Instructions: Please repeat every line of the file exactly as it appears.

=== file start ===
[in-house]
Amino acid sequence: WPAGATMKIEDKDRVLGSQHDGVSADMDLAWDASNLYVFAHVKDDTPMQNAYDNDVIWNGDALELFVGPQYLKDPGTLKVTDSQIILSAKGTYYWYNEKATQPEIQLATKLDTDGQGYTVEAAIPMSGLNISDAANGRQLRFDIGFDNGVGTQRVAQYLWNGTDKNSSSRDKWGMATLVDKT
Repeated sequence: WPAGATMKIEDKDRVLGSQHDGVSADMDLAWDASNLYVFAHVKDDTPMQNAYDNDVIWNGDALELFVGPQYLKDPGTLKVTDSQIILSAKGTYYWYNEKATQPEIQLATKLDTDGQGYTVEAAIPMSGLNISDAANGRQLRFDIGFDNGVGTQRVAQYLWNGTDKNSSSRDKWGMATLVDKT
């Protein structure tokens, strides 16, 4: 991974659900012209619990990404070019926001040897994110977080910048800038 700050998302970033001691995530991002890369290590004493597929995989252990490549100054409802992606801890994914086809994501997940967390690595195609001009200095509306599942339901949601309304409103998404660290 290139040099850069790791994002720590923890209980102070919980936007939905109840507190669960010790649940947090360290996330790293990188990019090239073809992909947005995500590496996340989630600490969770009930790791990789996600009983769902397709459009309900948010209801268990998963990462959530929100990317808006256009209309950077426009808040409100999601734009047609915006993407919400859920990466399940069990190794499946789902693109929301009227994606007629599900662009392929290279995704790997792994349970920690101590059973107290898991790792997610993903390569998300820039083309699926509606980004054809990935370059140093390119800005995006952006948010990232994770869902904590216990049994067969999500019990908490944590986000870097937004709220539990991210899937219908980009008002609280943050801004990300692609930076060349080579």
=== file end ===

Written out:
[in-house]
Amino acid sequence: WPAGATMKIEDKDRVLGSQHDGVSADMDLAWDASNLYVFAHVKDDTPMQNAYDNDVIWNGDALELFVGPQYLKDPGTLKVTDSQIILSAKGTYYWYNEKATQPEIQLATKLDTDGQGYTVEAAIPMSGLNISDAANGRQLRFDIGFDNGVGTQRVAQYLWNGTDKNSSSRDKWGMATLVDKT
Repeated sequence: WPAGATMKIEDKDRVLGSQHDGVSADMDLAWDASNLYVFAHVKDDTPMQNAYDNDVIWNGDALELFVGPQYLKDPGTLKVTDSQIILSAKGTYYWYNEKATQPEIQLATKLDTDGQGYTVEAAIPMSGLNISDAANGRQLRFDIGFDNGVGTQRVAQYLWNGTDKNSSSRDKWGMATLVDKT
């Protein structure tokens, strides 16, 4: 991974659900012209619990990404070019926001040897994110977080910048800038 700050998302970033001691995530991002890369290590004493597929995989252990490549100054409802992606801890994914086809994501997940967390690595195609001009200095509306599942339901949601309304409103998404660290 290139040099850069790791994002720590923890209980102070919980936007939905109840507190669960010790649940947090360290996330790293990188990019090239073809992909947005995500590496996340989630600490969770009930790791990789996600009983769902397709459009309900948010209801268990998963990462959530929100990317808006256009209309950077426009808040409100999601734009047609915006993407919400859920990466399940069990190794499946789902693109929301009227994606007629599900662009392929290279995704790997792994349970920690101590059973107290898991790792997610993903390569998300820039083309699926509606980004054809990935370059140093390119800005995006952006948010990232994770869902904590216990049994067969999500019990908490944590986000870097937004709220539990991210899937219908980009008002609280943050801004990300692609930076060349080579």